SOLIDWORKS Simulation Professional enables us to replicate the infamous lab drop test. The idea is simple. Will your product survive if dropped on the ground? We can define the orientation that the device strikes the ground as well as the impact velocity, or initial height. Below are the steps to complete a successful drop test analysis in SOLIDWORKS Simulation.
Linear-elastic or elastoplastic material can be defined for the drop test. For most simulation studies in SOLIDWORKS Simulation Professional, we use linear elastic materials. In a drop test, if you have the material data, it is desirable to define an elastoplastic material. When defining the material, the Model Type is “Plasticity – von Mises”. This enables the software to account for energy lost in the dynamic simulation. This is in contrast to a linear elastic material that would bounce at the same magnitude repeatedly.
A height or impact velocity can be chosen for the drop test. Gravity is also defined. The choice of parameters here is dependent on your test conditions. Maybe the situation you are trying to replicate is a cell phone falling off a three foot table, or a computer hard drive hitting the ground at 10 m/s. In either case, rotation of the device is not considered until after impact. Why is this the case? The product is falling through a vacuum, so there are not any effects from the air, such as wind resistance.
Decide how long the simulation will be run and what options will be saved. The maximum stresses will occur immediately following the impact. Therefore the time that we will record in the simulation will be on the order of ~50 microseconds. We can also select what time we want to start recording after impact. Usually, this value will be set to zero, but this parameter can be helpful to narrow down the window if you know the behavior you are interested in occurs later on in the simulation.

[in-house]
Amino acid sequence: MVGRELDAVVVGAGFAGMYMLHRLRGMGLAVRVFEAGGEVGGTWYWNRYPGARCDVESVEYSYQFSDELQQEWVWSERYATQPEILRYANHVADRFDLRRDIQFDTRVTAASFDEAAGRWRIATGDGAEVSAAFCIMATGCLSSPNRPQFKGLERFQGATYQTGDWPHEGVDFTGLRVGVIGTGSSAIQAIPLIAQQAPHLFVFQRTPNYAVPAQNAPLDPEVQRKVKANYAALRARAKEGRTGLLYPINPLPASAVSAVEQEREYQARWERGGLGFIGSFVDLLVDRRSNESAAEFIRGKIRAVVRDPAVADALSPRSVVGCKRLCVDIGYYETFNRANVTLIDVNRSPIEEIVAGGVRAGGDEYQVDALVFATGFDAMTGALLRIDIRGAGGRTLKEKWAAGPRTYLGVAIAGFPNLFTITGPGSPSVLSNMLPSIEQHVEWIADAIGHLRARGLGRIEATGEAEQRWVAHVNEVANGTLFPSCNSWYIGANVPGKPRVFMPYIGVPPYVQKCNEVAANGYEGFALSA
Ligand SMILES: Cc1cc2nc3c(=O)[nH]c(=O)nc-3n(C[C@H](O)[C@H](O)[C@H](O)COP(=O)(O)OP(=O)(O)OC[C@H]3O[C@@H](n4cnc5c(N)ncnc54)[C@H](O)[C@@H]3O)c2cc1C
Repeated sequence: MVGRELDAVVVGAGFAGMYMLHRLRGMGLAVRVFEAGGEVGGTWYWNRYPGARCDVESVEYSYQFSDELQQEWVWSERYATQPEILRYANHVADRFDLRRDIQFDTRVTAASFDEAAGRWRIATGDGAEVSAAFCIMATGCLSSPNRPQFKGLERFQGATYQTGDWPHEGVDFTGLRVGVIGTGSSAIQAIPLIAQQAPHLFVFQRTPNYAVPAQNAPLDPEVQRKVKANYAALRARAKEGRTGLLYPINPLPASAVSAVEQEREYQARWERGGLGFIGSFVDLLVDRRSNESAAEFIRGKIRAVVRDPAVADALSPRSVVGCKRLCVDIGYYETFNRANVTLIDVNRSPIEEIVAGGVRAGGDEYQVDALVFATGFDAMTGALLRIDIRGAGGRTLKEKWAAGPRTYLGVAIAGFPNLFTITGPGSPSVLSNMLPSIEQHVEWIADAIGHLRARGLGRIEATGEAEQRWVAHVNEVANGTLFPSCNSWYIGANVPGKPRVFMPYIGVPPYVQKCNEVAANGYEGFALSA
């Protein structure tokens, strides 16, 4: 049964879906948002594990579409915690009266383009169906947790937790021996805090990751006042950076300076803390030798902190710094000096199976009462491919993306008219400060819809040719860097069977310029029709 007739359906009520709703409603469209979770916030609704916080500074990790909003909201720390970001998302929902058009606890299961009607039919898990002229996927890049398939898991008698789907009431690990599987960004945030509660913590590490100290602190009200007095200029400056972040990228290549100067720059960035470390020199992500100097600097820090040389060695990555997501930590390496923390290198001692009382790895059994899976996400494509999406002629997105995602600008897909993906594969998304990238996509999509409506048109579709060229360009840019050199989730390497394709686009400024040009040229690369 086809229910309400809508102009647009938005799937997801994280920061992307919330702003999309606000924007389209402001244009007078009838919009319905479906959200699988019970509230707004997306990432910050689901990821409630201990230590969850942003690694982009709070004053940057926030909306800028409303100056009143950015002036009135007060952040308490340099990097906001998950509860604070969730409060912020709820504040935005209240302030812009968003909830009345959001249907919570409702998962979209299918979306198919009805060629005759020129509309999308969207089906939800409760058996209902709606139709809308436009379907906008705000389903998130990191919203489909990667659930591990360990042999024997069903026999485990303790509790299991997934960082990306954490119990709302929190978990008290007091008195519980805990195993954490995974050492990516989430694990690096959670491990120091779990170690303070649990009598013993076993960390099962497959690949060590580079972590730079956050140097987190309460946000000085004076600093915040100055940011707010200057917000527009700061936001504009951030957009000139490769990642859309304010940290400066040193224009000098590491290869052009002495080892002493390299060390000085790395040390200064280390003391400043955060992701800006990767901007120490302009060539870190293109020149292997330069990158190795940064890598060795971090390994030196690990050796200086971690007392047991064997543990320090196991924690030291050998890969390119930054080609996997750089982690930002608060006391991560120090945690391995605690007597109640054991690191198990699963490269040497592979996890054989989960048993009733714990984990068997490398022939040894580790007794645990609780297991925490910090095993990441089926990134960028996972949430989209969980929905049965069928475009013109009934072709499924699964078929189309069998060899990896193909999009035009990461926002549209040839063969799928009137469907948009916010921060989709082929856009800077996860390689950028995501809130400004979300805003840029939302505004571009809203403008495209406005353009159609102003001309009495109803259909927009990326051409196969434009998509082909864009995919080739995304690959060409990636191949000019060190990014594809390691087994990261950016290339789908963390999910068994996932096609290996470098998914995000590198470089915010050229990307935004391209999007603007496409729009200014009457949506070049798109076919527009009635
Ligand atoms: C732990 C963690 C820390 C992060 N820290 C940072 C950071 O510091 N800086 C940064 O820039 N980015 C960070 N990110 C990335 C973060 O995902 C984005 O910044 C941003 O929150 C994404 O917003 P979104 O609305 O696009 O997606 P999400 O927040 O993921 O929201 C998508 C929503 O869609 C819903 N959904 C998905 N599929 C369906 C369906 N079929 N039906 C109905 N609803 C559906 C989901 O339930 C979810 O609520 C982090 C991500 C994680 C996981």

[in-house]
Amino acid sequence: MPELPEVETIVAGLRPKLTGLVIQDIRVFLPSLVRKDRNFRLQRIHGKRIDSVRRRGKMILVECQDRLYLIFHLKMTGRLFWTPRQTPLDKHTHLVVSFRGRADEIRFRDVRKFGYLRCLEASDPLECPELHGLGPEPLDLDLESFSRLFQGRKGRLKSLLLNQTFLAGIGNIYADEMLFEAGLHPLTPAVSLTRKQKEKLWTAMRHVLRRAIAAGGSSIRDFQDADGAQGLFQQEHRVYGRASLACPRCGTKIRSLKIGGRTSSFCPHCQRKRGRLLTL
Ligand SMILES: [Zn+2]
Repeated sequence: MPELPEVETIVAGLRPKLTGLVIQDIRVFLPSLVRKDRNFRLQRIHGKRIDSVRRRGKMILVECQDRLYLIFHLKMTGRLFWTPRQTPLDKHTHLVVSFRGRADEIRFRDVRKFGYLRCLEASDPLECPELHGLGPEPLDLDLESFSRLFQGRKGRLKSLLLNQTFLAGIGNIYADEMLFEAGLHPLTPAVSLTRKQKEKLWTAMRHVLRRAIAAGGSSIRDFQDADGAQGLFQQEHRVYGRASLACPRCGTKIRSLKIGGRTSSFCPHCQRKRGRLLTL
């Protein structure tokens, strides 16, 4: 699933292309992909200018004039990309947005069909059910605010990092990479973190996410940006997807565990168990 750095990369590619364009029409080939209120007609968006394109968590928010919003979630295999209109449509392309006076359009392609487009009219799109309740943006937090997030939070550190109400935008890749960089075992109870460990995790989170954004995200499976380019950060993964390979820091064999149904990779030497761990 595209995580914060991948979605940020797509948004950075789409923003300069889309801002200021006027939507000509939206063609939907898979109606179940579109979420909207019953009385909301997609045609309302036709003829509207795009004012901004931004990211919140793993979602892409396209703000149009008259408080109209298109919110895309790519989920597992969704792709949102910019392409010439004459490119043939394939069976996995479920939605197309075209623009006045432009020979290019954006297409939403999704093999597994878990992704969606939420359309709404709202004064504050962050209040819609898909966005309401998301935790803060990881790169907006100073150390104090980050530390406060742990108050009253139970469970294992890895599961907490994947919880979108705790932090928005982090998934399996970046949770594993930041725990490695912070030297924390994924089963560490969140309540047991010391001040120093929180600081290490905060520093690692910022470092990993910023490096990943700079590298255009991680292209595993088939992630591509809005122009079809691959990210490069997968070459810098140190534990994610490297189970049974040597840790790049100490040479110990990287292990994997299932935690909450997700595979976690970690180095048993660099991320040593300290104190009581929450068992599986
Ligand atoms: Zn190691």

Create an appropriate mesh that will obtain accurate results for the simulation. If you are predicting a large displacement or high-stress concentration, apply mesh control as well as a curvature-based mesh to accurately take small features into account.
As easy as it sounds.
Properly analyze the results of the study. Animate the stress and displacement plots to get an idea of the behavior after impact. You have the option of selecting which frame you are viewing in the plot. If the deformation does not make sense, check back into your model setup for any errors. To track data at specific points, add sensors to the model and track them with a time history graph.
Refinements to the study, such as an elastoplastic material model or contact can be applied to make the simulation more realistic. Be mindful of the “ground” conditions that have been set. The default is a rigid wall. This is a perfectly stiff surface. The opposite end of the spectrum would be an elastic surface like that of a trampoline. The elasticity of the “ground” can also be set to have orientation-specific material properties. After you have assessed the correct condition, the next step is to create accurate contact conditions if an assembly is being simulated. For example, if there are two plastic parts with a snap-fit, change the global contact from bonded to no penetration. Then add local contacts to the surfaces of the snap-fit. Now our model will be more consistent with the actual test conditions.
GoEngineer delivers software, technology and expertise that enable companies to unlock design innovation and deliver better products faster. With more than 35 years' experience and tens of thousands of customers in high tech, medical, machine design, energy and other industries, GoEngineer provides best-in-class design solutions from SOLIDWORKS CAD, Stratasys 3D printing, Creaform & Artec 3D scanning, CAMWorks, PLM, Altair, and more
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